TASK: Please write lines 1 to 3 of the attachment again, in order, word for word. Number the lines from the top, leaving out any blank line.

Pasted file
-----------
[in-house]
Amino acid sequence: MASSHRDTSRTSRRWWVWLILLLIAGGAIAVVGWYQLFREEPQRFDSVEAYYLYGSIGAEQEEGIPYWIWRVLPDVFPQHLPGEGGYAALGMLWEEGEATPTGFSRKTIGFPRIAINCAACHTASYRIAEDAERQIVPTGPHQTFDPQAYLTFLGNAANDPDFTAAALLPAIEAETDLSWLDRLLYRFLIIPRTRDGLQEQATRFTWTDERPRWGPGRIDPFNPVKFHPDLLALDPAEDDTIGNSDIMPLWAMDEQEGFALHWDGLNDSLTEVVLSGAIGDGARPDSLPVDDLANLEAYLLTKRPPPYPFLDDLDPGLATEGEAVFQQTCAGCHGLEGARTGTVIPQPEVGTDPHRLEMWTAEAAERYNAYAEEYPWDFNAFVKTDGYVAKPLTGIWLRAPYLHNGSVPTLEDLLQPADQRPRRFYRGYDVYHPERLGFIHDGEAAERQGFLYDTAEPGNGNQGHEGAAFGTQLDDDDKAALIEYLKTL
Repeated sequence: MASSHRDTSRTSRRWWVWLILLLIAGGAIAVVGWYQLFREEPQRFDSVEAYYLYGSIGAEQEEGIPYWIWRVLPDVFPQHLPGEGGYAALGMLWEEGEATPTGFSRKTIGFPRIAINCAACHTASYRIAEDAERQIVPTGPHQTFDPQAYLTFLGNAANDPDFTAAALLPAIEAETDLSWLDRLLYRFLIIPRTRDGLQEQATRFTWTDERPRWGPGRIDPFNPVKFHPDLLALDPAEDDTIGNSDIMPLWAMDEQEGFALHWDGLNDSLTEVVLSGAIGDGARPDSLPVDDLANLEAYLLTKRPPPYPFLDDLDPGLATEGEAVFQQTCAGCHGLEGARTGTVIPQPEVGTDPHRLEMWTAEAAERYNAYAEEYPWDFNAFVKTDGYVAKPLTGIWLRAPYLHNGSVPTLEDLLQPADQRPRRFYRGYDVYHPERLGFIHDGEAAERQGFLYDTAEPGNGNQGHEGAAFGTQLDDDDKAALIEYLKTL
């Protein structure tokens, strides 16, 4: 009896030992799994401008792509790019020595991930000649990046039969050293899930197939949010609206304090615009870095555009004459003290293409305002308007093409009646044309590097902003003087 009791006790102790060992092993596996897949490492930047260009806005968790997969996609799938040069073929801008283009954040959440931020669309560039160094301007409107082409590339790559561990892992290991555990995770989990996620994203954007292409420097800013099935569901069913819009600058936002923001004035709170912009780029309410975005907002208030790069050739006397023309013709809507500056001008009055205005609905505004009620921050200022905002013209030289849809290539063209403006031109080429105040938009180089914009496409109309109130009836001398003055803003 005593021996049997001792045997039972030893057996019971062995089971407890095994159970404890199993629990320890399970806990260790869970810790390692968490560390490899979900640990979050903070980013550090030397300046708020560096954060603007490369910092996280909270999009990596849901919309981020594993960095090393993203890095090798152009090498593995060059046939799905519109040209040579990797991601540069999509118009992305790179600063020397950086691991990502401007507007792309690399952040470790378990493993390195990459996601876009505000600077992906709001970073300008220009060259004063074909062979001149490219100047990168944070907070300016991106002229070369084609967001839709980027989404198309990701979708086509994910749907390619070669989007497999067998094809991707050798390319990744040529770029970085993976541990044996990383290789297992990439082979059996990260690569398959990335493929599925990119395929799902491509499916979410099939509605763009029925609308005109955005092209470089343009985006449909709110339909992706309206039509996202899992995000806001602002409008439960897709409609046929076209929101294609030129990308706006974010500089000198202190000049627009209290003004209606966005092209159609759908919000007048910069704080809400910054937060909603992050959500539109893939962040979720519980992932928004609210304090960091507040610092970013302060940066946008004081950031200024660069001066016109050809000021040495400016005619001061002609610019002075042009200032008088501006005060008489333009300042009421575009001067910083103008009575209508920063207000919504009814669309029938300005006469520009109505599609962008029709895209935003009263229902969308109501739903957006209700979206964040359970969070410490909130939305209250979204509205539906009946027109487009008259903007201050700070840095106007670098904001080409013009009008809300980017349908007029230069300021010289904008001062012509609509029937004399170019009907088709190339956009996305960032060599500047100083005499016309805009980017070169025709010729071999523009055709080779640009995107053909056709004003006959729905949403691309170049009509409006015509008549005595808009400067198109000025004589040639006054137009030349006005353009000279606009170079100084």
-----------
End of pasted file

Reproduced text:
[in-house]
Amino acid sequence: MASSHRDTSRTSRRWWVWLILLLIAGGAIAVVGWYQLFREEPQRFDSVEAYYLYGSIGAEQEEGIPYWIWRVLPDVFPQHLPGEGGYAALGMLWEEGEATPTGFSRKTIGFPRIAINCAACHTASYRIAEDAERQIVPTGPHQTFDPQAYLTFLGNAANDPDFTAAALLPAIEAETDLSWLDRLLYRFLIIPRTRDGLQEQATRFTWTDERPRWGPGRIDPFNPVKFHPDLLALDPAEDDTIGNSDIMPLWAMDEQEGFALHWDGLNDSLTEVVLSGAIGDGARPDSLPVDDLANLEAYLLTKRPPPYPFLDDLDPGLATEGEAVFQQTCAGCHGLEGARTGTVIPQPEVGTDPHRLEMWTAEAAERYNAYAEEYPWDFNAFVKTDGYVAKPLTGIWLRAPYLHNGSVPTLEDLLQPADQRPRRFYRGYDVYHPERLGFIHDGEAAERQGFLYDTAEPGNGNQGHEGAAFGTQLDDDDKAALIEYLKTL
Repeated sequence: MASSHRDTSRTSRRWWVWLILLLIAGGAIAVVGWYQLFREEPQRFDSVEAYYLYGSIGAEQEEGIPYWIWRVLPDVFPQHLPGEGGYAALGMLWEEGEATPTGFSRKTIGFPRIAINCAACHTASYRIAEDAERQIVPTGPHQTFDPQAYLTFLGNAANDPDFTAAALLPAIEAETDLSWLDRLLYRFLIIPRTRDGLQEQATRFTWTDERPRWGPGRIDPFNPVKFHPDLLALDPAEDDTIGNSDIMPLWAMDEQEGFALHWDGLNDSLTEVVLSGAIGDGARPDSLPVDDLANLEAYLLTKRPPPYPFLDDLDPGLATEGEAVFQQTCAGCHGLEGARTGTVIPQPEVGTDPHRLEMWTAEAAERYNAYAEEYPWDFNAFVKTDGYVAKPLTGIWLRAPYLHNGSVPTLEDLLQPADQRPRRFYRGYDVYHPERLGFIHDGEAAERQGFLYDTAEPGNGNQGHEGAAFGTQLDDDDKAALIEYLKTL